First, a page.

Vernacular languages are becoming endangered with each passing day. These languages like every medium of communication have contributed immensely to the literature. Everyday incidents, lived realities and challenges baffling humans are depicted in variegated manner. Urdu being an important vernacular language was systematically marginalized and retrograded to periphery in Independent India by different regimes. These regimes tried in vain to construct it as communal. Further the economic prospects of the vernacular language like Urdu were curtailed, so it offered little security to its upholders. To add insult to injury, the new means of communication, high tech gadgets took a serious hit on the habit of book reading culture. The subcontinent was no exception, thus reading in vernacular became rarer.
Attempts through translations are being made in order to acquaint the readers with vernacular literature. Translations always have played an inevitable role in making the literature of the world available to readers. Translators are versatile scholars who make vernacular literature available for the readers. The present title under review, The Eternal Insight of Kashmir: A Translated Version of Short Stories is an attempt to make the vernacular literature accessible to the readers. The translators Shafi Athar and Mushtaque B Barq are well known writers and have many books under their belt. With this publication they have proved their mettle as translators also.
This translation is a collection of thirty six short stories, including those penned down by the translators originally written in vernacular Urdu and Kashmiri. The authors of these short stories belong to varied hues, social strata and spectrum. These varied hues grant diversity to this collection in which plethora of voices can be found. In their Introduction the translators very well maintain that, “A faithful translator is the one who represents himself as a mouthpiece of the author and must be equipped with the ability to comprehend the original text and carry the ease of the original composition.” P-7-8 The book is a living testimony of this claim.
The dispute over Kashmir has given rise to political uncertainty that has percolated and later manifested as violence consuming numerous lives. Violence has surpassed generations; it is a burden of inheritance for each Kashmiri. The politics of violence has devoured numerous youth. People eating the dead carcass, depicting conscience as a metaphor has been evoked in many stories. The impact that violence creates has been depicted vividly so are its manifestations and its influence on common humans. The issue of caste, unemployment and gender based abuse and violence are themes around which various stories are woven. Gender based violence is something that is widespread in our society and many writers are giving voice to these oppressed souls through their writings. Further money, modernity and new ideas brought tradition and transcendence under huge strain. People are not able to look beyond their immediate material vested interests.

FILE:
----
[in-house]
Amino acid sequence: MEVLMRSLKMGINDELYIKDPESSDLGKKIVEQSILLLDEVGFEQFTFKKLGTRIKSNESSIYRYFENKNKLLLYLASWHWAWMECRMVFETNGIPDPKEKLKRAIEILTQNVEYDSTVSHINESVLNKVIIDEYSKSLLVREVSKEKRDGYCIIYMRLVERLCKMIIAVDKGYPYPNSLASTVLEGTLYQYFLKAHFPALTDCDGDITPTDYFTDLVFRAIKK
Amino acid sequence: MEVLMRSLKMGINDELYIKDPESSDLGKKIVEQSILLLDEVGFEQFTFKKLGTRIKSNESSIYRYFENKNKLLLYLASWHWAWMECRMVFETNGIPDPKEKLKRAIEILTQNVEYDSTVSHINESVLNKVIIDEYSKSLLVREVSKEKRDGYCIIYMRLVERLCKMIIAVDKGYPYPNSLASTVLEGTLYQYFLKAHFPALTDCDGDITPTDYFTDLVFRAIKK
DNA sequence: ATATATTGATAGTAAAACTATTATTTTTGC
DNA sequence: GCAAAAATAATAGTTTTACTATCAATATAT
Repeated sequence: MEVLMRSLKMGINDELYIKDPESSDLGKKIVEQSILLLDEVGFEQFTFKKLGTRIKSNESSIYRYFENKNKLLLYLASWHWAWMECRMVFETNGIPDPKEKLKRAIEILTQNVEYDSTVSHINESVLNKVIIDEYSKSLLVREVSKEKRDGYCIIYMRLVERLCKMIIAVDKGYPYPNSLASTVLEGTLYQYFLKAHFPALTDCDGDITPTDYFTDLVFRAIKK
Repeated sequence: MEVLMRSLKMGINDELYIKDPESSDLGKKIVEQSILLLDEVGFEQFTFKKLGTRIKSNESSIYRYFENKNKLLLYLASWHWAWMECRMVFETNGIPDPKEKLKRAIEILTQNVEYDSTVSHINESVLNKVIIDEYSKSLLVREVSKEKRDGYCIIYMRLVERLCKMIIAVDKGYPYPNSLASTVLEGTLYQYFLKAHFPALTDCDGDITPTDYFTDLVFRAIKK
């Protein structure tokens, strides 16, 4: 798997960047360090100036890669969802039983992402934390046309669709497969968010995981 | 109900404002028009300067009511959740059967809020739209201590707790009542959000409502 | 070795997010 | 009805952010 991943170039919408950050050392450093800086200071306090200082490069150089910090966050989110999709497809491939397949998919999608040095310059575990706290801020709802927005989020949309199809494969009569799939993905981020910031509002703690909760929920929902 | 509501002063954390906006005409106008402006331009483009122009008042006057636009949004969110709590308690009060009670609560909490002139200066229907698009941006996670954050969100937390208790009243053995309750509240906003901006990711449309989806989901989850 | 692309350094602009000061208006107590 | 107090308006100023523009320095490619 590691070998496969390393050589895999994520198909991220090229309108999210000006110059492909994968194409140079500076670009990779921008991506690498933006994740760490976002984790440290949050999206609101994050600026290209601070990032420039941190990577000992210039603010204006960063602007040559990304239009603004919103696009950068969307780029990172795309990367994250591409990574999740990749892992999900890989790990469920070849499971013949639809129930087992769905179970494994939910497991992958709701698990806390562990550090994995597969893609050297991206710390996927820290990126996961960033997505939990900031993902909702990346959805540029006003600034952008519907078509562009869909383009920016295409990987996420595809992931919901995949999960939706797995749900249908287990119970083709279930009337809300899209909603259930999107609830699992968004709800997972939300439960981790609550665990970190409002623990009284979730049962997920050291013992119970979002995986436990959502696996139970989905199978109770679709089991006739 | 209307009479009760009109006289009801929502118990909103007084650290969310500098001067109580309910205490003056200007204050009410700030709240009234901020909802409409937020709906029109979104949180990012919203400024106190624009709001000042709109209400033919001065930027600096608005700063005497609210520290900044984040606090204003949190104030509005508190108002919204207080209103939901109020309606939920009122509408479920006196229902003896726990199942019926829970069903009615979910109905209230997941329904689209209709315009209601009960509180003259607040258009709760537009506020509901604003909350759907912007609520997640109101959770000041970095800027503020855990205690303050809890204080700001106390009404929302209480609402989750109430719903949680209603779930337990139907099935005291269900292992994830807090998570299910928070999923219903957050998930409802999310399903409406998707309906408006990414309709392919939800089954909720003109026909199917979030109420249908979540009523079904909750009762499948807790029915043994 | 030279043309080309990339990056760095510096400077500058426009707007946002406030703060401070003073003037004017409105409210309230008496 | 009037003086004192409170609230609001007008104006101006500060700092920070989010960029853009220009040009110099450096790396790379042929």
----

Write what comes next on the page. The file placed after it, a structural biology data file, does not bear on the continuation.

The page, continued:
Love is also a recurrent theme in many of these short stories. Love and its aftershocks is a theme that has enchanted most writers. It will continue to ensnare people, demanding sacrifices while bestowing them with both affliction and bliss. The Love between two human beings is something that grants meaning to the lives and makes it worth living, whereas not achieving the objective of desire leads to chaos, confusion and anarchy.
The breakdown of Hindu-Muslim relations in Kashmir valley with the onset of armed insurgency is a theme that has been tackled in various angles, both by Pandit and Muslim indigenous writers. The migration of pandits, its impact on Hindu-Muslim relations, the distress sale of pandit properties and how the reverence for the shared spaces like water bodies has not died down despite the Hindu-Muslim tussle created by politics. The problem with Pandit-Muslim narrative is that the approach has always been vested. It has been reduced to the number game and contestation of pain. The pain can never be compared and politics over the number of dead, raped, incarcerated, and abused should be abhorred. The documented history is always a sanitized version of the events that have happened and no historian howsoever objective will always write a narrative wherein subjectivity is inevitable.
It is through creative expression only that emotions and facts can be discerned between the lines. Literature is essential for us to maintain our sanity, and these short stories do help us retain that emphatic aspect of our lives. The translators have been successful in conveying these subtleties to the readers. These short stories when read do not depict the mark of being translated. It depicts the hold of the translators over the original text and language. This collection certainly marks a new beginning of translation era in Kashmir. There is a wide range of material available in Urdu and Kashmiri language that needs to be translated for the wider dissemination. The short stories translated acquaint the reader with the fact that our vernacular languages have really a very broad canvass. There is a need for more translations and translators.
The translators need to be congratulated and appreciated for their efforts in bringing out the publication. It is a must read for anyone who is interested in the vernacular literature of J&K. It would have been more meticulous if the title of the short story collections would have been mentioned from which they have been adapted for translation.
ABOUT THE REVIEWER
Mushtaq Ul Haq Ahmad Sikander is Writer-Activist based in Srinagar, Kashmir & can be reached at firstname.lastname@example.org